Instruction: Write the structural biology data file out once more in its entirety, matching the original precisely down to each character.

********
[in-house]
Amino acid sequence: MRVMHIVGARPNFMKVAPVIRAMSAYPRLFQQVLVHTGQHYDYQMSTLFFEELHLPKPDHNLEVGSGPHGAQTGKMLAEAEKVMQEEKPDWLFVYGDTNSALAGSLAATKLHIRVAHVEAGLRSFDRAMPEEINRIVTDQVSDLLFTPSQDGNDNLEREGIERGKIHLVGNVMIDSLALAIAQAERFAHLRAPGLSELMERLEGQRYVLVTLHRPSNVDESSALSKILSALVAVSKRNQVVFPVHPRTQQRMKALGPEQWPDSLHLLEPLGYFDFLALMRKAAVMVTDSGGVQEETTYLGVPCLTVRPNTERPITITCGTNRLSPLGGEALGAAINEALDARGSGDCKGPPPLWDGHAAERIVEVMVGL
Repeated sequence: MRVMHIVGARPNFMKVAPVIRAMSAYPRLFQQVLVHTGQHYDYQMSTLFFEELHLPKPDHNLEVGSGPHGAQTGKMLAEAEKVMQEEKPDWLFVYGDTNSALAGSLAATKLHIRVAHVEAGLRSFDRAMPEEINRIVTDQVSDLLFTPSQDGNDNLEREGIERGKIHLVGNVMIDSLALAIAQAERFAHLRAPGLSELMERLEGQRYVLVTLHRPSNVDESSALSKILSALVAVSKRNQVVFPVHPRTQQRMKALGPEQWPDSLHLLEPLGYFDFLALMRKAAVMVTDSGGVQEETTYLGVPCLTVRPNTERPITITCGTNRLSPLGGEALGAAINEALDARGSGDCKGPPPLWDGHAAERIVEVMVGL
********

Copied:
[in-house]
Amino acid sequence: MRVMHIVGARPNFMKVAPVIRAMSAYPRLFQQVLVHTGQHYDYQMSTLFFEELHLPKPDHNLEVGSGPHGAQTGKMLAEAEKVMQEEKPDWLFVYGDTNSALAGSLAATKLHIRVAHVEAGLRSFDRAMPEEINRIVTDQVSDLLFTPSQDGNDNLEREGIERGKIHLVGNVMIDSLALAIAQAERFAHLRAPGLSELMERLEGQRYVLVTLHRPSNVDESSALSKILSALVAVSKRNQVVFPVHPRTQQRMKALGPEQWPDSLHLLEPLGYFDFLALMRKAAVMVTDSGGVQEETTYLGVPCLTVRPNTERPITITCGTNRLSPLGGEALGAAINEALDARGSGDCKGPPPLWDGHAAERIVEVMVGL
Repeated sequence: MRVMHIVGARPNFMKVAPVIRAMSAYPRLFQQVLVHTGQHYDYQMSTLFFEELHLPKPDHNLEVGSGPHGAQTGKMLAEAEKVMQEEKPDWLFVYGDTNSALAGSLAATKLHIRVAHVEAGLRSFDRAMPEEINRIVTDQVSDLLFTPSQDGNDNLEREGIERGKIHLVGNVMIDSLALAIAQAERFAHLRAPGLSELMERLEGQRYVLVTLHRPSNVDESSALSKILSALVAVSKRNQVVFPVHPRTQQRMKALGPEQWPDSLHLLEPLGYFDFLALMRKAAVMVTDSGGVQEETTYLGVPCLTVRPNTERPITITCGTNRLSPLGGEALGAAINEALDARGSGDCKGPPPLWDGHAAERIVEVMVGL